In his seminal book The Clash of Civilizations and the Making of World Order, the American scholar Samuel P. Huntington posited an "Orthodox" civilization centered on Russia as one of the major civilizations constituting a nascent world order and goes on to identify the “Russian-Ukrainian relationship” as the “core essential to unity in the Orthodox world.” With that relationship irretrievably shattered by Russian aggression, is it still possible to speak of an “Orthodox world”?
In this talk, Dr. Samuel Noble will examine the historical and cultural factors that, long before Russia's 2014 invasion of Ukraine, prevented Orthodox-majority countries from cohering into a civilizational bloc, most notably, the longstanding tendency of Orthodox identity to be harnessed effectively for national but not supra-national projects. In place of Huntington's concept of an Orthodox civilization as a geopolitical actor, Dr. Noble will propose an Orthodox space located in a crucial zone between the Western and Islamic worlds and open to a variety of Orthodox and non-Orthodox actors and highlight the importance of understanding this space on its own terms for projects of integrating Europe’s southern and eastern edges.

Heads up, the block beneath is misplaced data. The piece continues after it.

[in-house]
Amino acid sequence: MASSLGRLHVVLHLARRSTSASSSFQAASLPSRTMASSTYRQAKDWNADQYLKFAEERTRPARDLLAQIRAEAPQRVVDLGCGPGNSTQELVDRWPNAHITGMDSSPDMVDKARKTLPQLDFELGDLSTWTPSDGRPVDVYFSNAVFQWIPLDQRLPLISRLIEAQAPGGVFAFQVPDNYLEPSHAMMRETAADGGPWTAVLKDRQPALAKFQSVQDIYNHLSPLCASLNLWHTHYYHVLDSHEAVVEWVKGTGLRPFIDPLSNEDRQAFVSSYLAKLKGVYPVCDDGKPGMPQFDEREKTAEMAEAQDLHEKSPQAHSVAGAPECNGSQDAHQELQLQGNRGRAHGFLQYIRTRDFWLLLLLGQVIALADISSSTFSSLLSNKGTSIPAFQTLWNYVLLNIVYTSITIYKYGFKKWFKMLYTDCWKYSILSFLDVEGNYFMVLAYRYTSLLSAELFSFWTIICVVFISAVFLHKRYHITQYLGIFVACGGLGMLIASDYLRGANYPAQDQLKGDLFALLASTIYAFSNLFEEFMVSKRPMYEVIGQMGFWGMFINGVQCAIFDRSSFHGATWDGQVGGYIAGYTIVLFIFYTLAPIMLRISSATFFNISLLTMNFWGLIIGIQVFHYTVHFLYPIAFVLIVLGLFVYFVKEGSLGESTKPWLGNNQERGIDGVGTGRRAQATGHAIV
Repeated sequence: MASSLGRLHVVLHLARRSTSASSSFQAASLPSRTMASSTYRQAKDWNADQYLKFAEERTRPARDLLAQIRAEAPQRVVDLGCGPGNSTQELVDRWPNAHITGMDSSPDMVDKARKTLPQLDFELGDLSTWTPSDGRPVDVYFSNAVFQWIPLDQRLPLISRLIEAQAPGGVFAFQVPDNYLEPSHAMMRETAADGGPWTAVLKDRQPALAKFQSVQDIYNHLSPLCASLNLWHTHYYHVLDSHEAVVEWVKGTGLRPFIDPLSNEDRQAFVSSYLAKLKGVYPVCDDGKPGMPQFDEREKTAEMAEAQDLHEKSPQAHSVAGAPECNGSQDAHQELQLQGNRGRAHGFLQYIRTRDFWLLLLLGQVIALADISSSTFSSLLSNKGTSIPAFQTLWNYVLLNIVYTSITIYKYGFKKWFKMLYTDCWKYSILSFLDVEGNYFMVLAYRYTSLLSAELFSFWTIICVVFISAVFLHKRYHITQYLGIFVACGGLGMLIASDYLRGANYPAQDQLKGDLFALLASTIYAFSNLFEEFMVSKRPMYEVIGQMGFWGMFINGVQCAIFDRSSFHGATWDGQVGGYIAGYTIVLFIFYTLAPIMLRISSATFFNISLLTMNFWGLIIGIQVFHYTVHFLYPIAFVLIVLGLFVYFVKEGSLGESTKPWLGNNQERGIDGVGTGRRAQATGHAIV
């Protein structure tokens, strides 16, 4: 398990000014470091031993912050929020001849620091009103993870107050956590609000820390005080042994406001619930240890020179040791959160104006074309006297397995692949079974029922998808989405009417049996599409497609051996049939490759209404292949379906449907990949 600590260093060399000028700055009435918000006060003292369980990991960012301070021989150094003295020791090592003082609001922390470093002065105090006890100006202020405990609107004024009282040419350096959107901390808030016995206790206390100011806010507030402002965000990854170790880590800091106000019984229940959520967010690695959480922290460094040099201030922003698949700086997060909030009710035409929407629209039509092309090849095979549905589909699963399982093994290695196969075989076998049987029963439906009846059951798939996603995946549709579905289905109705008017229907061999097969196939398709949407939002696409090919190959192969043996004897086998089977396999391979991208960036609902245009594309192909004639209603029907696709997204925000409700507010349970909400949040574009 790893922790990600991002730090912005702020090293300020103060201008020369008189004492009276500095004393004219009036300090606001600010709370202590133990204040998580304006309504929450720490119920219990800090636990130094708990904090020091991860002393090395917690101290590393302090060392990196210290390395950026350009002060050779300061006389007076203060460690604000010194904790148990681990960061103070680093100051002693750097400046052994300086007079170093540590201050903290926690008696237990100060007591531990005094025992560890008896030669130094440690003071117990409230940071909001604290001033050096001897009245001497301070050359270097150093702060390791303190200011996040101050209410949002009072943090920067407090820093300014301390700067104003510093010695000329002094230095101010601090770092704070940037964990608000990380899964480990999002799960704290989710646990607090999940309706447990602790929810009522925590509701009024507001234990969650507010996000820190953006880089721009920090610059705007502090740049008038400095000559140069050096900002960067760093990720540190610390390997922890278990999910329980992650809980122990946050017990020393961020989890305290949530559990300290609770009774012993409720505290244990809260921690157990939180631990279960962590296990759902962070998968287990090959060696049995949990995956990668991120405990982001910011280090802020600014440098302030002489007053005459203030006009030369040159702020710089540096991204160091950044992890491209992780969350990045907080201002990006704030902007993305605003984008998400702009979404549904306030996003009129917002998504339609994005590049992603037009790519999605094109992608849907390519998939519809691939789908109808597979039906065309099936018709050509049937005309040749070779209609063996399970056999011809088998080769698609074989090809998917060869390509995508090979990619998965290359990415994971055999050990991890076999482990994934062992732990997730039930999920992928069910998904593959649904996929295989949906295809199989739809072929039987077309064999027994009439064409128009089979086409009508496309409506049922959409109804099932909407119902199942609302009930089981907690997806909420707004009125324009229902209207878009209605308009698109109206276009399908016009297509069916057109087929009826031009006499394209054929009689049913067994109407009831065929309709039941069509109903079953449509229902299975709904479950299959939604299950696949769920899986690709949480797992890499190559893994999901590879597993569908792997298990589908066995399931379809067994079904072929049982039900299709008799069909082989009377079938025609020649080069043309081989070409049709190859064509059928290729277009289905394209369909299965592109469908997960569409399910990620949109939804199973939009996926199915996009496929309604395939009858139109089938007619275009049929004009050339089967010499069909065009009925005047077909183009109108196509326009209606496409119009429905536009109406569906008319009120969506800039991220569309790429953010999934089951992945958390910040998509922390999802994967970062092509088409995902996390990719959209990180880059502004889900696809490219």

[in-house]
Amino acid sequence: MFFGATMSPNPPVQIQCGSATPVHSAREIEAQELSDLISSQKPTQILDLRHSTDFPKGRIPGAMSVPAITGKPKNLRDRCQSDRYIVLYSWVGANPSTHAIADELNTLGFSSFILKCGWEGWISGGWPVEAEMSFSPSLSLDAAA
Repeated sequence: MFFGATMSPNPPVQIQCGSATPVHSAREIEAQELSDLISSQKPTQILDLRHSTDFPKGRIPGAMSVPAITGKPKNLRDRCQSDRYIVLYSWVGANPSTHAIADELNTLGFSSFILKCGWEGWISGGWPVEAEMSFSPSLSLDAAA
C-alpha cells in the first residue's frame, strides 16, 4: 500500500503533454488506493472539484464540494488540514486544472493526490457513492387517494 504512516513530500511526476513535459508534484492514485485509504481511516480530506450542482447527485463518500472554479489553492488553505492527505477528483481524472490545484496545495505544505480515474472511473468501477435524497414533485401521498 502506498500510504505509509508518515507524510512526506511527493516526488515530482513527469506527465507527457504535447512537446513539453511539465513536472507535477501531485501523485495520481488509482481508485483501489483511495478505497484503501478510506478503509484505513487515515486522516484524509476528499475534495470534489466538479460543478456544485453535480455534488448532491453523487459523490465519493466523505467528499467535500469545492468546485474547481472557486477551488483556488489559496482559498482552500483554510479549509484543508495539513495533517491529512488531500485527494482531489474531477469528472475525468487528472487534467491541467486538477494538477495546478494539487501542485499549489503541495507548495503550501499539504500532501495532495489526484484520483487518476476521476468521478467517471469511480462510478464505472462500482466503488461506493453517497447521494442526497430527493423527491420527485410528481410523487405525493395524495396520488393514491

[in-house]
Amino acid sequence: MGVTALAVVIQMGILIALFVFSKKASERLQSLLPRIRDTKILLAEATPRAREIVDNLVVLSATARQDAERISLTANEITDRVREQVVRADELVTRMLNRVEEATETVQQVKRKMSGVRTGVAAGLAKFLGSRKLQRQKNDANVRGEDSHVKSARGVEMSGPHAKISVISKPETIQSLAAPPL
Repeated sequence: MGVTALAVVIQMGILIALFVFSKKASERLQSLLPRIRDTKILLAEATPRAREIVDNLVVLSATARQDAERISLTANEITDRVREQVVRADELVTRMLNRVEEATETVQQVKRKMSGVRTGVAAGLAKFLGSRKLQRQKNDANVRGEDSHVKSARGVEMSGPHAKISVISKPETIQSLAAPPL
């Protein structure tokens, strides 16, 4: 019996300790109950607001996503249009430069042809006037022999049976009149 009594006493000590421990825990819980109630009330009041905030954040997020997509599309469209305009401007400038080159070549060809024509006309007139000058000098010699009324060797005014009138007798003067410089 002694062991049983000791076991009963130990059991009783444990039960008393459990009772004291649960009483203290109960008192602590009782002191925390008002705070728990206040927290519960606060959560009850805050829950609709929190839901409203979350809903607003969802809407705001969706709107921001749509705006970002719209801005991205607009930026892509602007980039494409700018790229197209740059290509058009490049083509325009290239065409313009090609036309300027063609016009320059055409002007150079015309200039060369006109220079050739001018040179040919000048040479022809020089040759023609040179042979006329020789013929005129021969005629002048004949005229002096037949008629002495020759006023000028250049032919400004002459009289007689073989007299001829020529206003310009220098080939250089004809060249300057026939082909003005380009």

The program will feature Dr. Noble, with Rod Dreher, director of the Network Project for Danube Institute, who will join the ensuing conversation to include audience participation. Danube Institute’s Director of Research, Dr. David Martin Jones, will moderate the discussion.
Dr. Samuel Noble holds a PhD from KU Leuven, an MPhil from Yale University and an MA from the American University of Beirut. His research focuses on the social and intellectual history of Arabic-speaking Christians and the interactions between Levantine Christians and Eastern Europe. He is most recently co-editor of Arabic Christianity between the Ottoman Levant and Eastern Europe (Brill, 2021) and Arabic-Type Books Printed in Istanbul, Wallachia and Beyond (De Gruyter, 2024).